Recently, I decided to go back to basics, and learn mathematics from the ground up. You will find that post here. Calculus was first on the list. I’m taking the MIT course in single variable calculus, it’s available for free online.
It’s tempting to try and jump a few rungs. We understandably want to learn the fancy applications, the impressive stuff. Instead, I’ve chosen a more mundane route. Getting a strong handle on the basics. Understanding deeply the foundations is underrated. Josh waitzkin, a chess “prodigy” and martial artist, puts it brilliantly in his book:
“[We] began our study with a barren chessboard. We took on positions of reduced complexity and clear principles. Our first focus was king and pawn against king—just three pieces on the table… Layer by layer we built up my knowledge and my understanding of how to transform axioms into fuel for creative insight… This method of study gave me a feeling for the beautiful subtleties of each chess piece, because in relatively clear-cut positions I could focus on what was essential. I was also gradually internalizing a marvellous methodology of learning—the play between knowledge, intuition, and creativity.”Josh Waitzkin
Today I began with calculus, a subject that I’ve often touched on but never deeply understood. What is a derivative? Well (on the geometric interpretation) it’s the general formula for slope of the tangents to a curve. What is a tangent to a curve? Well if you take two points on a curve, and take the slope of that line, then push the points arbitrarily close together (take the limit as the difference between the points approaches 0), that’s a tangent line. I was beginning to get into the flow of the lecture. I already know what a derivative is, but I never had such a clear handle on why the formula is how it is. Then we started to solve the standard formula for taking the derivative of y=x^n. Although common place, I’ve never derived it myself. I’m feeling excited by now.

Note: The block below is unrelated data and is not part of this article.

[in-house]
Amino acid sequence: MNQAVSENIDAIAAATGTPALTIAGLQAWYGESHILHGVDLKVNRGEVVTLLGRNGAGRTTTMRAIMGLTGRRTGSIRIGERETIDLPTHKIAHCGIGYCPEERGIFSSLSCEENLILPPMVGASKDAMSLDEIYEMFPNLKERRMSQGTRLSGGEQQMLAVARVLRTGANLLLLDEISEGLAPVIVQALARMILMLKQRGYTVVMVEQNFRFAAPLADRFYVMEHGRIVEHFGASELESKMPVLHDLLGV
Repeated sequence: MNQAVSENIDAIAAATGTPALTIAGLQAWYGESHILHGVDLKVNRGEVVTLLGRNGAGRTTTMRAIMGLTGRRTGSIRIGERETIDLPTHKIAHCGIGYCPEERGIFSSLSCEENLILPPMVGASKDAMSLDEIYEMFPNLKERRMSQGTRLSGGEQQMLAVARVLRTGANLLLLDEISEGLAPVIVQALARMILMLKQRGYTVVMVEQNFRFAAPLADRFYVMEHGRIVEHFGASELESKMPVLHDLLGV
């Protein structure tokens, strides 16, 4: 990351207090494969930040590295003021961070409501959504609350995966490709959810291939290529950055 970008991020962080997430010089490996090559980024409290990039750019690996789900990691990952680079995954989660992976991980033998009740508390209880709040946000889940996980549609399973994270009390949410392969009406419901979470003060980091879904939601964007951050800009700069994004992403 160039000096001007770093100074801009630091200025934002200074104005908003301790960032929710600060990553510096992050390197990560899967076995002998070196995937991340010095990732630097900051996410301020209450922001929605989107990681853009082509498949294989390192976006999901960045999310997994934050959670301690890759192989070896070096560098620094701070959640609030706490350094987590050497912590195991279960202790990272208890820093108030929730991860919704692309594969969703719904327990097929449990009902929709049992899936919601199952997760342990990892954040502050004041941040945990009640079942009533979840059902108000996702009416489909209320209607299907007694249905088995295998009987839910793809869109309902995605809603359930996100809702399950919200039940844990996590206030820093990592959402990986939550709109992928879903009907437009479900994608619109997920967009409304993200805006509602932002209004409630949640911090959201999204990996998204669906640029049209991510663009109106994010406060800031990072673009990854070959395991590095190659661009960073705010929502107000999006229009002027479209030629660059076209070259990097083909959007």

Suddenly, the flow stops. “…by the binomial theorem we have such and such”, the lecturer continues. I couldn’t remember the binomial formula. Worse, I didn’t understand it in this context. I didn’t know why the terms were exactly that way, and how the lecturer had found them. And a “whole load of junk” was a mystery to me. What was it? and Why was it junk?
I paused the lecture and jumped on to another website. Time to find the root of this problem. I watched some videos on the binomial theorem. I mostly understood, but not quite. There was a funny combinatoric thing, which was familiar previous study, but I couldn’t exactly remember it. I went back further, building up my understanding. First permutations, then combinatorics, then back to binomials. Then to pascals triangle and binomials, and linking all three.
When I switched back to the lecture, I understood.
The once formidable formula looked mundane. I knew what the pieces were, and why. I understood what the “junk” was, and how the junk would disappear in the final solution. When I got to the end, I quickly finished off my notes, replicating the proof from memory. My two hour journey into beginner calculus had begun.
When something doesn’t make sense, more often than not, we are just missing a piece of the puzzle. As someone who never took math seriously in high school, I’m missing a lot of the early puzzle pieces. It’s rewarding to find the missing pieces and bring them together.